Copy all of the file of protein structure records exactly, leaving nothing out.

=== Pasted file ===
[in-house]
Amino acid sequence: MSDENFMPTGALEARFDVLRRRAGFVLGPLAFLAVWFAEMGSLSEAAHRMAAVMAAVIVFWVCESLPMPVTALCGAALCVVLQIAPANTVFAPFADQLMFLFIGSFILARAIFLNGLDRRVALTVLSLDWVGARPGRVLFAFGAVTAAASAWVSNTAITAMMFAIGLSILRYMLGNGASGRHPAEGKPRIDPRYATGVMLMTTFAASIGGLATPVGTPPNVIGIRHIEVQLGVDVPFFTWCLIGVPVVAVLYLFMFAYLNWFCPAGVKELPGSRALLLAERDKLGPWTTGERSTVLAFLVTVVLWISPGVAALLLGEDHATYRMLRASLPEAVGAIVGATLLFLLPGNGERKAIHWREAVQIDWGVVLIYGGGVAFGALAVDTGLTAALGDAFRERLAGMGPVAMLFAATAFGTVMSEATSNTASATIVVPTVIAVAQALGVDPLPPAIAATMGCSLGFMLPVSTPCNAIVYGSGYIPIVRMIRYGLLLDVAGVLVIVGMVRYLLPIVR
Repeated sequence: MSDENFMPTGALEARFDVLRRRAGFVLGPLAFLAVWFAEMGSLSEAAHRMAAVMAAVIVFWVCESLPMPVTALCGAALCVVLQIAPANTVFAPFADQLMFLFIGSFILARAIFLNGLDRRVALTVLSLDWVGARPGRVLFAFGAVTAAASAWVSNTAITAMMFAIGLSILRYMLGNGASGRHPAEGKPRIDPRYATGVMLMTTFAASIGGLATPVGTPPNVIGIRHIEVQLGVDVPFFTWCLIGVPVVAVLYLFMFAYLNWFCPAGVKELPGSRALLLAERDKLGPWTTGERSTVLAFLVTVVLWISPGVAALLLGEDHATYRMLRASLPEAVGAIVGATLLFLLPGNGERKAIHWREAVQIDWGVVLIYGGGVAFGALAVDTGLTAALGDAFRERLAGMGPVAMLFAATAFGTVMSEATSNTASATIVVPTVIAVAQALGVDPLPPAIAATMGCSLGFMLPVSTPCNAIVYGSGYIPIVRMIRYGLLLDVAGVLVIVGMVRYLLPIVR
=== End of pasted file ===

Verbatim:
[in-house]
Amino acid sequence: MSDENFMPTGALEARFDVLRRRAGFVLGPLAFLAVWFAEMGSLSEAAHRMAAVMAAVIVFWVCESLPMPVTALCGAALCVVLQIAPANTVFAPFADQLMFLFIGSFILARAIFLNGLDRRVALTVLSLDWVGARPGRVLFAFGAVTAAASAWVSNTAITAMMFAIGLSILRYMLGNGASGRHPAEGKPRIDPRYATGVMLMTTFAASIGGLATPVGTPPNVIGIRHIEVQLGVDVPFFTWCLIGVPVVAVLYLFMFAYLNWFCPAGVKELPGSRALLLAERDKLGPWTTGERSTVLAFLVTVVLWISPGVAALLLGEDHATYRMLRASLPEAVGAIVGATLLFLLPGNGERKAIHWREAVQIDWGVVLIYGGGVAFGALAVDTGLTAALGDAFRERLAGMGPVAMLFAATAFGTVMSEATSNTASATIVVPTVIAVAQALGVDPLPPAIAATMGCSLGFMLPVSTPCNAIVYGSGYIPIVRMIRYGLLLDVAGVLVIVGMVRYLLPIVR
Repeated sequence: MSDENFMPTGALEARFDVLRRRAGFVLGPLAFLAVWFAEMGSLSEAAHRMAAVMAAVIVFWVCESLPMPVTALCGAALCVVLQIAPANTVFAPFADQLMFLFIGSFILARAIFLNGLDRRVALTVLSLDWVGARPGRVLFAFGAVTAAASAWVSNTAITAMMFAIGLSILRYMLGNGASGRHPAEGKPRIDPRYATGVMLMTTFAASIGGLATPVGTPPNVIGIRHIEVQLGVDVPFFTWCLIGVPVVAVLYLFMFAYLNWFCPAGVKELPGSRALLLAERDKLGPWTTGERSTVLAFLVTVVLWISPGVAALLLGEDHATYRMLRASLPEAVGAIVGATLLFLLPGNGERKAIHWREAVQIDWGVVLIYGGGVAFGALAVDTGLTAALGDAFRERLAGMGPVAMLFAATAFGTVMSEATSNTASATIVVPTVIAVAQALGVDPLPPAIAATMGCSLGFMLPVSTPCNAIVYGSGYIPIVRMIRYGLLLDVAGVLVIVGMVRYLLPIVR